this winter.
CoiicreMiiiitn SfuKelchuii Arretted.
H.isriMiK. Nob Nov. 23. Congress-
man MoKeighan of the Fifth district
was brought to this olty from his
home in Cloud las t night by u deputy
sheriff accompanied by u doen neigh-
bors who wore prepared to go on his
bond and thus secure his release pend-
ing his trial on the charge of beating
a board bill at Lincoln
Micrlll Ocotge Davidsjit of Onton-
agon county Michigan was fatally
shot while attempting to arrest a inao
nam d Ileno the keeper of a dlv
r.utablUfcsftrtrromrTU
Ofpick op Publication: Haxhiiok avenok
r
iT77f
iVrfs
f
fill IV III .if W.V V V I
' u-yfil ill lut'l'i -n. . - n r-.i..
THE STORMY SEASON
llaii riMurnnl anil wi-'ri" prrparril fur Ita rmtilinr Willi a now stock o( footurnr of prpry vnrli t
Olil II . -litis u ill tlml it lianl to kick up siuli a Monti as we ar ratsitnr in tiutlil ii' u llii our I .ir
. ItiHin Iiim' rulitn-rs flc. You are prrp.i nt fur anitliltii' tlml t.m lupjM n in the .n of
ui-atlirrlf ou'r liisurclril our Mock .mil )iuri.liaMil tlie itUlMtrs of mint rtalile coulait
willi mini anil slitult The irreat in.ii..rit trawl hi inn shoes llir walk with ttx no to kjiciK
Iici.-uisp cvrr) one antn tn rnlltit In the Drvloot lltliraiti- ami ineritiri latt't ilrop lowrr than
our ptUi'H.
XSxssxa.sscslx.xxs.JLd'ft d& EEetscli
11H VIT OKLAHOMA A LM'I
EAGLE
DRUG
109 HARRISON AVENUE
Everything in the DRUG LINE
WAIaIa paper at cost
Prescriptions Filled Day or Night. A. C. HIXON Prop'r.
OrTELKI'HONIS CONNECTION. "tBa
STOYESI
RICHMOND'S
SECOND
Is the
Furniture Queensware ant! Cutlery!
CHEAPEST PLACE ON EARTH.
I CAN SAVE YOU MONEY.
113 OKLAHOMA AVENUE. 113
CAPITAL CITY
-BEADLE'S BLOCK.-
A full line of Books. Stationary News Office and School
Supplies always on hand.
H. A. BOYLE Proprietor.
HOTEL ROYAL
LEGISLATURE BUILDING
EAST HARRISON AVENUE.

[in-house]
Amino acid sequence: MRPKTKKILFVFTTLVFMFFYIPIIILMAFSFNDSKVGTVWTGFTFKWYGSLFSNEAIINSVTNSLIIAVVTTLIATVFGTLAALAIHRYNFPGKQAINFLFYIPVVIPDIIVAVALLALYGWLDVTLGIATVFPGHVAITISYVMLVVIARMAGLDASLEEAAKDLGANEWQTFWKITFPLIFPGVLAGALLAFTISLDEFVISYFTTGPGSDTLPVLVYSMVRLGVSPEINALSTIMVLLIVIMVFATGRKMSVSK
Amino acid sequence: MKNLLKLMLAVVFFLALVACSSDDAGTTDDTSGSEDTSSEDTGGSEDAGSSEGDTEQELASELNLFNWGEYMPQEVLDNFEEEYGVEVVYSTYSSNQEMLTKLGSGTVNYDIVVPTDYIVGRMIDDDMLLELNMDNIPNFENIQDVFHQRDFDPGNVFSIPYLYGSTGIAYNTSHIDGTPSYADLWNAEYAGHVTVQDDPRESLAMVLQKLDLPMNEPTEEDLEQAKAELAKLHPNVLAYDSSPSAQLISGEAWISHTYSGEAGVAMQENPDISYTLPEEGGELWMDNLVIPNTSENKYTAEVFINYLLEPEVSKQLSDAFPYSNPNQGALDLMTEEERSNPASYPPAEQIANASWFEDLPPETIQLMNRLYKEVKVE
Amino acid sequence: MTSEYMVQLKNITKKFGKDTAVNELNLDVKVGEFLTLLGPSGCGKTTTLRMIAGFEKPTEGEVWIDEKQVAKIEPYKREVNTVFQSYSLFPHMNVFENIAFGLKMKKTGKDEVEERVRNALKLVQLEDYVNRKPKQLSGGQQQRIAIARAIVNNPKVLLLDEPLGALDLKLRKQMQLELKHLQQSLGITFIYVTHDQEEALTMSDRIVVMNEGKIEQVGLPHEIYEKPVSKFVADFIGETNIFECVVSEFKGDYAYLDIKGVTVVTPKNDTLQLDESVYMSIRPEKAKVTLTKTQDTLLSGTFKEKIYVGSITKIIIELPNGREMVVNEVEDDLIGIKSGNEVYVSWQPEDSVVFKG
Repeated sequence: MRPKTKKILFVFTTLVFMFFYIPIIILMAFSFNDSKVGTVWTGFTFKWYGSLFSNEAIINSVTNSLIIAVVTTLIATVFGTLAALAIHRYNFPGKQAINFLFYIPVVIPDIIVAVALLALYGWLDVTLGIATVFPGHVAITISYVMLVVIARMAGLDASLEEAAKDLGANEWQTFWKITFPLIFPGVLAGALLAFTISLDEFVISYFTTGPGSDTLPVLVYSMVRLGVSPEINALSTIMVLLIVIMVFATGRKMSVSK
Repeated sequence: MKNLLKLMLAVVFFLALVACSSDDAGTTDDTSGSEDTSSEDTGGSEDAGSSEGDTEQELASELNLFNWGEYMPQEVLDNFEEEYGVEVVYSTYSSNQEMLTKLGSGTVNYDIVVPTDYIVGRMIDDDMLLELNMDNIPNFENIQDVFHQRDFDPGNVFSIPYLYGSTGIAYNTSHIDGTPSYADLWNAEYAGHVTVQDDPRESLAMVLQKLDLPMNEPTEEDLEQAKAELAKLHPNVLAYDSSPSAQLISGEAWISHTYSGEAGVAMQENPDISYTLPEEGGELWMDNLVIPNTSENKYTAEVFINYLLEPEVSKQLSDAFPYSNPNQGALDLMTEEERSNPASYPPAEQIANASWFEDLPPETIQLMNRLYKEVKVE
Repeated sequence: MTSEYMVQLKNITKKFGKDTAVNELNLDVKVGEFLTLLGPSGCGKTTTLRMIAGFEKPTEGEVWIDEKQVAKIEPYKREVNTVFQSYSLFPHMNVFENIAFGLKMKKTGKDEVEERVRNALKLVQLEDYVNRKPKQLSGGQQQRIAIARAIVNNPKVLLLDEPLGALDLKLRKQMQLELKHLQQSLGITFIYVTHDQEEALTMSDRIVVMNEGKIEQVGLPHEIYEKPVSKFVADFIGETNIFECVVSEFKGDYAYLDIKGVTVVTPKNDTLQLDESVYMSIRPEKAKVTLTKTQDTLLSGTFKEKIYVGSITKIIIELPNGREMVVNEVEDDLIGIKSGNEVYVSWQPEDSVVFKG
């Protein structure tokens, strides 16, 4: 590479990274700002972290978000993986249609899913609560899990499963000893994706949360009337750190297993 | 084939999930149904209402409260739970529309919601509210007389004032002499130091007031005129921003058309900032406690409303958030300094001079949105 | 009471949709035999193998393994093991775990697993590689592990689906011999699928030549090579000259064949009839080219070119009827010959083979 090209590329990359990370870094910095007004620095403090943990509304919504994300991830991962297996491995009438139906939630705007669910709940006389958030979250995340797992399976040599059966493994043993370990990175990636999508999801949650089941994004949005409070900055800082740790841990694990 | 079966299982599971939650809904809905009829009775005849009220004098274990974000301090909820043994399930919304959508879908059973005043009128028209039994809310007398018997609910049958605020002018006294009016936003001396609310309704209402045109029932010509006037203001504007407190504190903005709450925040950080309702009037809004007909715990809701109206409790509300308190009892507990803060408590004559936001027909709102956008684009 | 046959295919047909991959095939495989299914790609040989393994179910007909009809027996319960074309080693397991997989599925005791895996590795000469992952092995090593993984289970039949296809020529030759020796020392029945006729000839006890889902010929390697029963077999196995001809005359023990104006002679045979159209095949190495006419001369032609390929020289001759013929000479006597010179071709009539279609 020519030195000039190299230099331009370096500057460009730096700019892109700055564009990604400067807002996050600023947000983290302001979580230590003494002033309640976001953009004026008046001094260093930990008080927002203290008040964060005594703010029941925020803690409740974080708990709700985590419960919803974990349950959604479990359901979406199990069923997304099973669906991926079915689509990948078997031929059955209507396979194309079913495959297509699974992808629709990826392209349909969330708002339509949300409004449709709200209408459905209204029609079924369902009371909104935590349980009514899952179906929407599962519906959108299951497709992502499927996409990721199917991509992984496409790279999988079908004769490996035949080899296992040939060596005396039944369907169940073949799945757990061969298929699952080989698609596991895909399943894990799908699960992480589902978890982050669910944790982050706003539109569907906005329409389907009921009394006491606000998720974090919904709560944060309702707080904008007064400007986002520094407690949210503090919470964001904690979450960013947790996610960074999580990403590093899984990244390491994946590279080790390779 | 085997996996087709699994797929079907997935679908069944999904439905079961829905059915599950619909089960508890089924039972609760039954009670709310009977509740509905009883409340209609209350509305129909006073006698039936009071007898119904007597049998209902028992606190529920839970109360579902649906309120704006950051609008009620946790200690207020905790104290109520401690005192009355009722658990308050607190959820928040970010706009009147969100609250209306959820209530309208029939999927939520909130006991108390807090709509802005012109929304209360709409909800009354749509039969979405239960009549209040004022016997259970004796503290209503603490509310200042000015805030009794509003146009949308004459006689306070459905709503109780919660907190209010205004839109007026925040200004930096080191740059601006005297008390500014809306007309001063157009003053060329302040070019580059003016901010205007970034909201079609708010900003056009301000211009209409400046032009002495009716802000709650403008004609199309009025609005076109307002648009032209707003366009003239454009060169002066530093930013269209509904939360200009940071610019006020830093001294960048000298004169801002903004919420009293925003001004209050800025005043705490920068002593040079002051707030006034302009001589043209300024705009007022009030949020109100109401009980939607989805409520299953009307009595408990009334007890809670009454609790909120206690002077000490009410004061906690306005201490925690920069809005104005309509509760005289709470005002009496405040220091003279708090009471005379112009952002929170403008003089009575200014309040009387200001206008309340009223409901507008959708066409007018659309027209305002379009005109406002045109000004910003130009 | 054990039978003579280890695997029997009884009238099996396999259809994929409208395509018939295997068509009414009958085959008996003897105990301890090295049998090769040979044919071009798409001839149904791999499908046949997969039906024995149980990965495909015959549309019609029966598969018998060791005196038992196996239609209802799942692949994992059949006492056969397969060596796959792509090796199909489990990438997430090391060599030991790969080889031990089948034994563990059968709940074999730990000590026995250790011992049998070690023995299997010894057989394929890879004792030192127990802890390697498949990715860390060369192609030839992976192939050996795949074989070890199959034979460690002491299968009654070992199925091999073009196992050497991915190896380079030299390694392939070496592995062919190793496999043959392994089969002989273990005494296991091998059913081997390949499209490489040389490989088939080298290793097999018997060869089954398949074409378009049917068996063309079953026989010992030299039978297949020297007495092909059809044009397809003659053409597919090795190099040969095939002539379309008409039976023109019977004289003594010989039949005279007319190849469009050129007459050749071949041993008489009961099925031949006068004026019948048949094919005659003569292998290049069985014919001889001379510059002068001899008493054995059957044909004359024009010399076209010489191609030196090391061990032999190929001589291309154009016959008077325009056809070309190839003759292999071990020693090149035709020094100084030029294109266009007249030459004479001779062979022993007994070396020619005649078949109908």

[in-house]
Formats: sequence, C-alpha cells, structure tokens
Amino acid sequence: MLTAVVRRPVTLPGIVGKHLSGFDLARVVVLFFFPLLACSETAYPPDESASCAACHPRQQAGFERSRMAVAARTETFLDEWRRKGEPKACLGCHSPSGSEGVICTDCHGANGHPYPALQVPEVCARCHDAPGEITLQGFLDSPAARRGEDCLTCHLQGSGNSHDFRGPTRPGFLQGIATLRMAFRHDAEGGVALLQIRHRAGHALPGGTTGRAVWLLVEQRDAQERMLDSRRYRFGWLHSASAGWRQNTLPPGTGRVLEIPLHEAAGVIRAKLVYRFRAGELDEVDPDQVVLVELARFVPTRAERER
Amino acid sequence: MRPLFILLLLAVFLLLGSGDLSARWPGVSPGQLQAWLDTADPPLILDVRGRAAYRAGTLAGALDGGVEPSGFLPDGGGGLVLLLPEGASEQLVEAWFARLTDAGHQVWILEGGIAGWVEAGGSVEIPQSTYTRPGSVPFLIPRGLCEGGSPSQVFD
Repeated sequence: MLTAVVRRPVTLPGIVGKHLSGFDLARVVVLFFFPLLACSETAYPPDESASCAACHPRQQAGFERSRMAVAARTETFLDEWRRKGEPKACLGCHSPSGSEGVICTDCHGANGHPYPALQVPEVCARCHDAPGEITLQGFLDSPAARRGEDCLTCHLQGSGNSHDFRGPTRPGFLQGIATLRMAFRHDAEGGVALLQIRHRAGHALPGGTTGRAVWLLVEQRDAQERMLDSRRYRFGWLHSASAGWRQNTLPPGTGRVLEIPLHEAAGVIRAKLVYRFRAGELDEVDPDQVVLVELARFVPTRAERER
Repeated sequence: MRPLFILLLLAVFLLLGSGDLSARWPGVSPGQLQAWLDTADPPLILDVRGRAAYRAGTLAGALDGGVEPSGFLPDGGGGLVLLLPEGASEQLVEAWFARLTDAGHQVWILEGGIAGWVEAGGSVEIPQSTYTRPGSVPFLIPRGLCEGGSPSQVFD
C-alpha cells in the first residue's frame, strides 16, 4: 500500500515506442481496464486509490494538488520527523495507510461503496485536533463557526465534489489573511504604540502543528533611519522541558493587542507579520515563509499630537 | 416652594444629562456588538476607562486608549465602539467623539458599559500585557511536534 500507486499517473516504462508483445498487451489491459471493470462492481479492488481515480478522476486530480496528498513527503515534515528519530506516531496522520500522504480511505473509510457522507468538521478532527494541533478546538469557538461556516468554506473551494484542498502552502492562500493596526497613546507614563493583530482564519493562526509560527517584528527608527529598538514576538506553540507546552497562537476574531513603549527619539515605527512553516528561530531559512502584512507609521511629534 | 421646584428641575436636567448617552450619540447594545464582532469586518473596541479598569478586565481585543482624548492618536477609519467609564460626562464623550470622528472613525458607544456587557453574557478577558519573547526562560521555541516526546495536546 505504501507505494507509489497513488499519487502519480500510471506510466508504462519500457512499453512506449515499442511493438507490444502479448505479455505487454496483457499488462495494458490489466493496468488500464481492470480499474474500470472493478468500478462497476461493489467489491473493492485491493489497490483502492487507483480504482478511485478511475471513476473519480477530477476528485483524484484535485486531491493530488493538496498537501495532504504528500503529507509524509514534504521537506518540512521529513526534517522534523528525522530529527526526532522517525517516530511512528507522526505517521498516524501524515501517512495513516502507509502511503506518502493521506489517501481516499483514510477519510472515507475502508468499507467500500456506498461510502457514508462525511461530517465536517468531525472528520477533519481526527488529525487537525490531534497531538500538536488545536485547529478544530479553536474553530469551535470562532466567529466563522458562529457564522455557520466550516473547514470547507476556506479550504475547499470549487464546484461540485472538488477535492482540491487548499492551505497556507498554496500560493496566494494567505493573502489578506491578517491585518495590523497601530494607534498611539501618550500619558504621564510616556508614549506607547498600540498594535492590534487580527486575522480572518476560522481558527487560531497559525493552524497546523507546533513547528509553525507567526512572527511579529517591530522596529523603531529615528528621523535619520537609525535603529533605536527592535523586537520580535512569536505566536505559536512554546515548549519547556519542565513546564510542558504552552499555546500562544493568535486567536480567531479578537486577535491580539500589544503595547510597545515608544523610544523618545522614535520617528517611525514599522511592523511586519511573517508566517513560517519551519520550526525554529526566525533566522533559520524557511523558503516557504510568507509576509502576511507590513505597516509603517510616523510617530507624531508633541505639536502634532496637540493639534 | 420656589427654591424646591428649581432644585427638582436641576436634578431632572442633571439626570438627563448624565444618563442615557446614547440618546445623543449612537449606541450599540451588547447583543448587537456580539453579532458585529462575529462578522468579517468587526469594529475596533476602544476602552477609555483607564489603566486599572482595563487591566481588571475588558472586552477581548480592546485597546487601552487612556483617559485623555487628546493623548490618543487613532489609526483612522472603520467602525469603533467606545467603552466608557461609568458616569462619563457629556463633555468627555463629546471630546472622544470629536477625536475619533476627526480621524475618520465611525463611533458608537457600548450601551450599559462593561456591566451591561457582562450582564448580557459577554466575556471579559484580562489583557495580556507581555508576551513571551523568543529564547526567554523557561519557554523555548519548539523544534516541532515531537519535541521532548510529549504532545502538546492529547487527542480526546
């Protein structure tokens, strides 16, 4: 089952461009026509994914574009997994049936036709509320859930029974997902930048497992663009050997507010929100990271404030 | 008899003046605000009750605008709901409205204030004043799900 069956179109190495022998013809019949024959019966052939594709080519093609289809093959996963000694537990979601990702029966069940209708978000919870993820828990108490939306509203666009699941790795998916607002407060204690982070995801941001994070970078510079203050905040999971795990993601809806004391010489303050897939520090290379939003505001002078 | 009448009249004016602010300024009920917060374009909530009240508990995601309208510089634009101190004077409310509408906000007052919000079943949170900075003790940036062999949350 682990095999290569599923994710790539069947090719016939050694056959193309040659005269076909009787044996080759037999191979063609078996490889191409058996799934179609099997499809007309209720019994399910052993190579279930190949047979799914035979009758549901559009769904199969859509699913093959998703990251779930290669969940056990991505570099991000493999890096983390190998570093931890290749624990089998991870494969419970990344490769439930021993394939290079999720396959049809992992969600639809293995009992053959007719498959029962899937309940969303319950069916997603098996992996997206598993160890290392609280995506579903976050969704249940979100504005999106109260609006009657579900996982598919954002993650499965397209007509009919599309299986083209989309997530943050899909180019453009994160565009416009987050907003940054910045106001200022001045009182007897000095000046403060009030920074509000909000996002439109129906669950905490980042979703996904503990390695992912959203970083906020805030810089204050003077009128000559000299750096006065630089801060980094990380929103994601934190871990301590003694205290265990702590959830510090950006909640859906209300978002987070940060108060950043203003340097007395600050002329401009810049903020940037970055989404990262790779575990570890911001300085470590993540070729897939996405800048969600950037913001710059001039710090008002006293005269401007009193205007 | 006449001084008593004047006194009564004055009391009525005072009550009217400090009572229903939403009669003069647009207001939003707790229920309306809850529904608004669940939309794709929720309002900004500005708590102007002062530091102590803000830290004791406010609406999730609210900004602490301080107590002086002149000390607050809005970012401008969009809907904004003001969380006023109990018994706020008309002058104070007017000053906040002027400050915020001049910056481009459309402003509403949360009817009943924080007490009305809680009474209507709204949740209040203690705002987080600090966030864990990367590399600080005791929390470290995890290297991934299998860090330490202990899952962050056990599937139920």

MRS. D. E. MORELAND.
LOOK HERE !
I Am Here to Stay!
If you aro in wantof the Celebrated Cincinnati Safe Fire or liurglar Proof
or Fire and liurglar Proof;
If you are in want of the Celebrated American Helpmate Singer J'oyal New
Home Sewing Muchiue;
If you aro iu want of llicyctes and Tricycles such as tho celebrated Imperial
King of Scorchers the Fowler the Oriel tho l'hconix tho Central the
Warwick the Hoad King the Telegrato. tho Telephone the Courier tho
Traveler the New Mall and tlie Jtoad Queeu llicycles at wholesale and
retail come and get my prices at 10a E. Oklahoma ave. Uuthrie Ok. Ter
xrxr Ti.
r '
IK..ajhi
NO. 305.
i
I u
! V .-
wmrv
STORE.
HAND
STORE
Place for
BOOK STORE
T t rv
M
fl jy .u-"srev
TnorrAr
JfetStrevt.
to'Jtt 1
O.U
Lorcmj
' I 17" L ..
wv i vtiamuu 4Vi K uthry -y
.. - -j . nmiriiiii Inn.
C Utu Lyj tha
lottituiioa li
2jAIH

Upcoming Pages

Here’s what’s next.

upcoming item: 2 2 of 4
upcoming item: 3 3 of 4
upcoming item: 4 4 of 4

Show all pages in this issue.

This issue can be searched. Note: Results may vary based on the legibility of text within the document.

Tools / Downloads

Get a copy of this page .

Citing and Sharing

Basic information for referencing this web page. We also provide extended guidance on usage rights, references, copying or embedding.

Reference the current page of this Newspaper.

The Guthrie Daily Leader. (Guthrie, Okla.), Vol. 1, No. 305, Ed. 1, Friday, November 24, 1893, newspaper, November 24, 1893; Guthrie, Oklahoma. (https://gateway.okhistory.org/ark:/67531/metadc72902/m1/1/ocr/: accessed May 29, 2022), The Gateway to Oklahoma History, https://gateway.okhistory.org; crediting Oklahoma Historical Society.

Univesal Viewer

International Image Interoperability Framework (This Page)

Back to Top of Screen